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Golden Day Forty-Nine: Explore La Kalsa: Palermo

March 12, 2011

Finally we’ll explore Palermo—the first place many land in Sicily. What struck me about Palermo the first time I visited years ago was the strong Arabic influence that reveals itself in stunning architecture, colorful mosaics, and delicious ornate sweets.

A Golden Day for me in Palermo is exploring La Kalsa, a quiet neighborhood where crumbling baroque buildings, Spanish-Moorish architecture, and artists’ studios blend together in an atmosphere that retains an exotic sense of the Arab port it once was. Take note that Monday is NOT the day for this, as many of the highlights are closed.

A good place to start is the Palazzo Abatellis, a neo Gothic castle that’s now the Galleria Regionale (Via Alloro 4, Tues-Fri, 9-5:30, Sat-Sun, 9-1). It’s full of Medieval and Renaissance sculptures and paintings. My favorite is this Annunciation by Antonello da Messina. At first I thought it was mistitled…where’s the angel? Renaissance master Messina put the angel offstage, choosing to focus on the reaction of the BVM. With her gorgeous almond-shaped eyes, she resembles the beautiful women of Palermo you’ll see while strolling around.

You may stop for coffee at the Parco Letterario di Giuseppe Tomasi di Lampedusa (Vicolo della Neve All’Alloro 2). This is a combination caffe, wine bar, and cultural center, named in honor of the writer Lampedusa, a revered Palermo native, who wrote the classic novel The Leopard. As well as excellent caffe, you can get information here regarding events and touring the area, or even begin a walking tour here.

Don’t miss the awe-inspiring Santa Maria dello Spasimo, (Via Santa Maria dello Spasimo 13, daily 8-12)–a 16th century Romanesque church, named “Spasimo” to commemorate Mary’s suffering at the Crucifixion. The church is roofless because a Turkish invasion prevented it from being completed. Two huge sumac trees grow in the middle of what was once (almost) the sanctuary, forming a leafy cupola, opening to the Palermo sky. It’s a lovely place to sit and relax and you’re likely to hear rehearsals going on in the attached music school that was once a monk’s cloister. For a truly magical experience, get there for one of their evening concerts—info at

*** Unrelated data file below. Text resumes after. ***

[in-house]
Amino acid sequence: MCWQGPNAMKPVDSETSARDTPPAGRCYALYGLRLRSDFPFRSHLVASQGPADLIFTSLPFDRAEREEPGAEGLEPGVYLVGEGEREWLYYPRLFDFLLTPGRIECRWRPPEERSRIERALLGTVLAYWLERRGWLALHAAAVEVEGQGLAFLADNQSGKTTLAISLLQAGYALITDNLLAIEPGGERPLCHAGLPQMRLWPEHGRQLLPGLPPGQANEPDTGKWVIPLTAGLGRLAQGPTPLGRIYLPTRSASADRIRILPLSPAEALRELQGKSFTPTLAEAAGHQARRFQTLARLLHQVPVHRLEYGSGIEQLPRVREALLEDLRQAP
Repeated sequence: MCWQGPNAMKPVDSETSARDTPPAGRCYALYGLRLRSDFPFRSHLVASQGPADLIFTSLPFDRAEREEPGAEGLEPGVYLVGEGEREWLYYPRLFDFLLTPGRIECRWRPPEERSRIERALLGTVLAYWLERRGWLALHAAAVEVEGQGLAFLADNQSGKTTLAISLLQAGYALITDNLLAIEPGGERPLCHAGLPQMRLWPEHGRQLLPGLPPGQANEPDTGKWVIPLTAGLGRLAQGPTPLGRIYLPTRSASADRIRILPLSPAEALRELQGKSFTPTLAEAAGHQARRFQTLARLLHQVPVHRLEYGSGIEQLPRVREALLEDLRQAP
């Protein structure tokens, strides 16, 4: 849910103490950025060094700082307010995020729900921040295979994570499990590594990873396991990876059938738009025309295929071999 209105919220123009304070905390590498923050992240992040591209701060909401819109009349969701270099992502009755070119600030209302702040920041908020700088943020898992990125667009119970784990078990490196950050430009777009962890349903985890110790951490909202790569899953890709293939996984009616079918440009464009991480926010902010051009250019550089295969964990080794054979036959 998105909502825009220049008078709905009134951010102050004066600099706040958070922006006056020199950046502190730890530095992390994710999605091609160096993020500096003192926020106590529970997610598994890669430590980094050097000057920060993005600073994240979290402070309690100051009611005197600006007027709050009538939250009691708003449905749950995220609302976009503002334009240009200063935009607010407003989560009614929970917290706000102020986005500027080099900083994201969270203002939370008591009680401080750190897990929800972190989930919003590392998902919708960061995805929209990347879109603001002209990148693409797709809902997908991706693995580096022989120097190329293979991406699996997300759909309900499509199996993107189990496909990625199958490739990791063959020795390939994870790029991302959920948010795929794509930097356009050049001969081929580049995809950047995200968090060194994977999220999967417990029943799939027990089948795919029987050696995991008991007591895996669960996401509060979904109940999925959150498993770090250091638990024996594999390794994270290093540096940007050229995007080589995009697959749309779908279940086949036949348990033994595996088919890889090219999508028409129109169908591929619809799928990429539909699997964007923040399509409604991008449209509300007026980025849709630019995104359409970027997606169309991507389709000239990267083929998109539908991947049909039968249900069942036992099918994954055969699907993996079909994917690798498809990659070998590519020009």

Lunch at Antica Focacceria San Franceesco (Via A. Paternostro 58, 091 320 264, closed Mon). This family run institution that’s been around since 1834  is a wonderful spot for the best of Sicilian specialties, such as arancini (stuffed rice balls), Pasta con Sarde (with sardines) or La Fantasia degli Involtini (a mixed plate of rolled up sardines, eggplant, swordfish, and meat–each stuffed with the classic combo of breadcrumbs, raisins, and pine nuts).

In the afternoon you can get a glimpse of 19th century Sicilian artistocratic life with a visit to the baroque Palazzo Mirto (Tues-Sat 9-5:30, Sun, 9-1). I  love imagining the great parties that must have gone on here in these ornate rooms, particularly in the Chinese salon.

A favorite Palermo restaurant of mine for dinner, closer to the core of the historic center is Sant’Andrea (Piazza Sant’Andrea, Closed Sun, dinner only, reservations advised: 091 334999). The seafood pastas here are beloved.

I like staying at the  Massimo Plaza Hotel, a simple, elegant, reasonably priced place across from the Teatro Massimo (Opera House)–as seen in Godfather III. Check the Teatro Massimo website before you arrive to get tickets for an opera or concert when in season (closed in August), or work in an afternoon tour of the theatre while you’re there.

For more luxurious digs, check out the Grand Hotel et des Palmes (Via Roma 398)—or at least stop into their jewel-box of a bar for a cocktail while you’re in Palermo.

One Comment leave one →
  1. March 13, 2011 6:36 pm

    I would love to go back to Palermo.

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